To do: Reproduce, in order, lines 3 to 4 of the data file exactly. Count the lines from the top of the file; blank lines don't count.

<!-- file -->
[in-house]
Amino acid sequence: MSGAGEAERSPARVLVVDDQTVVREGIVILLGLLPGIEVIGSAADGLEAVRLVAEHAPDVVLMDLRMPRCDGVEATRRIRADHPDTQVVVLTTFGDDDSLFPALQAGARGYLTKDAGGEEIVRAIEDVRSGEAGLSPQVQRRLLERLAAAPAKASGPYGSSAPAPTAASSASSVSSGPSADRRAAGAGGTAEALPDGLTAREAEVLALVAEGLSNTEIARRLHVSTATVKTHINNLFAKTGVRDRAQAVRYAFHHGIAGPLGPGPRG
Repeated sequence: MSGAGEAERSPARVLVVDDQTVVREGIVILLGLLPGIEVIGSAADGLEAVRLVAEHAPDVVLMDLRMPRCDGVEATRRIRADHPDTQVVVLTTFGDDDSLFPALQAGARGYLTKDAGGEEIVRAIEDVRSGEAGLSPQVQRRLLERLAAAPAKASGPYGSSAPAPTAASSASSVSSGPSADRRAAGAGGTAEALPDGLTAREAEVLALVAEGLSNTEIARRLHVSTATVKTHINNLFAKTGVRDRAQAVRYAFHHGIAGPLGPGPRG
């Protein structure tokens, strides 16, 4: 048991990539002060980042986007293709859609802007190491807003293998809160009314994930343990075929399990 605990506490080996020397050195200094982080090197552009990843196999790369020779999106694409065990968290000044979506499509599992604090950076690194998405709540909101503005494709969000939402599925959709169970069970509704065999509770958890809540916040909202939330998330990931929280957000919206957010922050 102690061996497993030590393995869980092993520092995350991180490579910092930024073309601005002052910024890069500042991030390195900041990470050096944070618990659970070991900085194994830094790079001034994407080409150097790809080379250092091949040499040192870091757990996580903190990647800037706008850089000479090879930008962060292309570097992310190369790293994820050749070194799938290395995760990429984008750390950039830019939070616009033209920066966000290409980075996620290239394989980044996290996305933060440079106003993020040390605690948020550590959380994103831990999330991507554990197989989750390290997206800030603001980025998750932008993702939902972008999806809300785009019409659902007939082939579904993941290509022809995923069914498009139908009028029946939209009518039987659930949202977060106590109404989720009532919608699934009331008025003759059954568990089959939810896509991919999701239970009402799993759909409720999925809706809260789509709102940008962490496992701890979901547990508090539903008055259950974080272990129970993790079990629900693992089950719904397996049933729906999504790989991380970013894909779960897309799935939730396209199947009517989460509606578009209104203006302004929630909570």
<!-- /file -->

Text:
Repeated sequence: MSGAGEAERSPARVLVVDDQTVVREGIVILLGLLPGIEVIGSAADGLEAVRLVAEHAPDVVLMDLRMPRCDGVEATRRIRADHPDTQVVVLTTFGDDDSLFPALQAGARGYLTKDAGGEEIVRAIEDVRSGEAGLSPQVQRRLLERLAAAPAKASGPYGSSAPAPTAASSASSVSSGPSADRRAAGAGGTAEALPDGLTAREAEVLALVAEGLSNTEIARRLHVSTATVKTHINNLFAKTGVRDRAQAVRYAFHHGIAGPLGPGPRG
């Protein structure tokens, strides 16, 4: 048991990539002060980042986007293709859609802007190491807003293998809160009314994930343990075929399990 605990506490080996020397050195200094982080090197552009990843196999790369020779999106694409065990968290000044979506499509599992604090950076690194998405709540909101503005494709969000939402599925959709169970069970509704065999509770958890809540916040909202939330998330990931929280957000919206957010922050 102690061996497993030590393995869980092993520092995350991180490579910092930024073309601005002052910024890069500042991030390195900041990470050096944070618990659970070991900085194994830094790079001034994407080409150097790809080379250092091949040499040192870091757990996580903190990647800037706008850089000479090879930008962060292309570097992310190369790293994820050749070194799938290395995760990429984008750390950039830019939070616009033209920066966000290409980075996620290239394989980044996290996305933060440079106003993020040390605690948020550590959380994103831990999330991507554990197989989750390290997206800030603001980025998750932008993702939902972008999806809300785009019409659902007939082939579904993941290509022809995923069914498009139908009028029946939209009518039987659930949202977060106590109404989720009532919608699934009331008025003759059954568990089959939810896509991919999701239970009402799993759909409720999925809706809260789509709102940008962490496992701890979901547990508090539903008055259950974080272990129970993790079990629900693992089950719904397996049933729906999504790989991380970013894909779960897309799935939730396209199947009517989460509606578009209104203006302004929630909570």